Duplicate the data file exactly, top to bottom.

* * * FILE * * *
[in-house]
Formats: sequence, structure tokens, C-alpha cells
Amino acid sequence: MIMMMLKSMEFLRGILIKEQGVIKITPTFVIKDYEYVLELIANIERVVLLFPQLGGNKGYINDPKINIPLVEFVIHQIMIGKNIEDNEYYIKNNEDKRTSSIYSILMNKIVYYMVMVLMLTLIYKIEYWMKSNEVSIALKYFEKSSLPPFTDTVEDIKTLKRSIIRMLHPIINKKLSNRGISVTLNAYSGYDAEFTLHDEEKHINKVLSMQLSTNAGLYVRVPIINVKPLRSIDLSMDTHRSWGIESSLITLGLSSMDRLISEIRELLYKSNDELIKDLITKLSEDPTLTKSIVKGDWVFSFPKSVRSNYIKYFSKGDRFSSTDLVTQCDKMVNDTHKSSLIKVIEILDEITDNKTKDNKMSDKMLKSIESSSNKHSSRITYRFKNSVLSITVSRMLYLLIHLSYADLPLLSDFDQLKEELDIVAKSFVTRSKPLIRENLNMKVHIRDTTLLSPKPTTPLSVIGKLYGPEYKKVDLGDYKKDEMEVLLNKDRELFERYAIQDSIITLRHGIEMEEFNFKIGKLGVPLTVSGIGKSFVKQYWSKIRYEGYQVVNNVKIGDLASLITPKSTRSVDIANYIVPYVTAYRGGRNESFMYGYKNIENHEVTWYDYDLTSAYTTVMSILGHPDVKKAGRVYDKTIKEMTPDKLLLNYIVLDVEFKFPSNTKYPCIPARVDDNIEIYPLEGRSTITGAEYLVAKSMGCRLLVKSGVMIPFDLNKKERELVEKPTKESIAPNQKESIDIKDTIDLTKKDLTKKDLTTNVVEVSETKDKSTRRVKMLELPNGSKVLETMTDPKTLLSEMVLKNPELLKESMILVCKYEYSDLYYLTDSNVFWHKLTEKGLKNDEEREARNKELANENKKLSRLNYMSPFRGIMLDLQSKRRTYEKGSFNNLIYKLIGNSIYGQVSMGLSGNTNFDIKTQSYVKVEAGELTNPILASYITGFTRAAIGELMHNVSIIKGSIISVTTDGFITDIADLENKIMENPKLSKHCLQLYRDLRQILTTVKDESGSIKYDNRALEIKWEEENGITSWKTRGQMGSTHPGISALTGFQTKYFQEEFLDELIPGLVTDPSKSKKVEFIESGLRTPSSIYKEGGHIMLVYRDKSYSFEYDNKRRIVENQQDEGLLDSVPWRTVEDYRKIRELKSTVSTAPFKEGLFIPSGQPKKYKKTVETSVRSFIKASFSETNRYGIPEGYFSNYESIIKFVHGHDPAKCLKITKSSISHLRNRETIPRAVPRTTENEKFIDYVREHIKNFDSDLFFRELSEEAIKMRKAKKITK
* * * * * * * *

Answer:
[in-house]
Formats: sequence, structure tokens, C-alpha cells
Amino acid sequence: MIMMMLKSMEFLRGILIKEQGVIKITPTFVIKDYEYVLELIANIERVVLLFPQLGGNKGYINDPKINIPLVEFVIHQIMIGKNIEDNEYYIKNNEDKRTSSIYSILMNKIVYYMVMVLMLTLIYKIEYWMKSNEVSIALKYFEKSSLPPFTDTVEDIKTLKRSIIRMLHPIINKKLSNRGISVTLNAYSGYDAEFTLHDEEKHINKVLSMQLSTNAGLYVRVPIINVKPLRSIDLSMDTHRSWGIESSLITLGLSSMDRLISEIRELLYKSNDELIKDLITKLSEDPTLTKSIVKGDWVFSFPKSVRSNYIKYFSKGDRFSSTDLVTQCDKMVNDTHKSSLIKVIEILDEITDNKTKDNKMSDKMLKSIESSSNKHSSRITYRFKNSVLSITVSRMLYLLIHLSYADLPLLSDFDQLKEELDIVAKSFVTRSKPLIRENLNMKVHIRDTTLLSPKPTTPLSVIGKLYGPEYKKVDLGDYKKDEMEVLLNKDRELFERYAIQDSIITLRHGIEMEEFNFKIGKLGVPLTVSGIGKSFVKQYWSKIRYEGYQVVNNVKIGDLASLITPKSTRSVDIANYIVPYVTAYRGGRNESFMYGYKNIENHEVTWYDYDLTSAYTTVMSILGHPDVKKAGRVYDKTIKEMTPDKLLLNYIVLDVEFKFPSNTKYPCIPARVDDNIEIYPLEGRSTITGAEYLVAKSMGCRLLVKSGVMIPFDLNKKERELVEKPTKESIAPNQKESIDIKDTIDLTKKDLTKKDLTTNVVEVSETKDKSTRRVKMLELPNGSKVLETMTDPKTLLSEMVLKNPELLKESMILVCKYEYSDLYYLTDSNVFWHKLTEKGLKNDEEREARNKELANENKKLSRLNYMSPFRGIMLDLQSKRRTYEKGSFNNLIYKLIGNSIYGQVSMGLSGNTNFDIKTQSYVKVEAGELTNPILASYITGFTRAAIGELMHNVSIIKGSIISVTTDGFITDIADLENKIMENPKLSKHCLQLYRDLRQILTTVKDESGSIKYDNRALEIKWEEENGITSWKTRGQMGSTHPGISALTGFQTKYFQEEFLDELIPGLVTDPSKSKKVEFIESGLRTPSSIYKEGGHIMLVYRDKSYSFEYDNKRRIVENQQDEGLLDSVPWRTVEDYRKIRELKSTVSTAPFKEGLFIPSGQPKKYKKTVETSVRSFIKASFSETNRYGIPEGYFSNYESIIKFVHGHDPAKCLKITKSSISHLRNRETIPRAVPRTTENEKFIDYVREHIKNFDSDLFFRELSEEAIKMRKAKKITK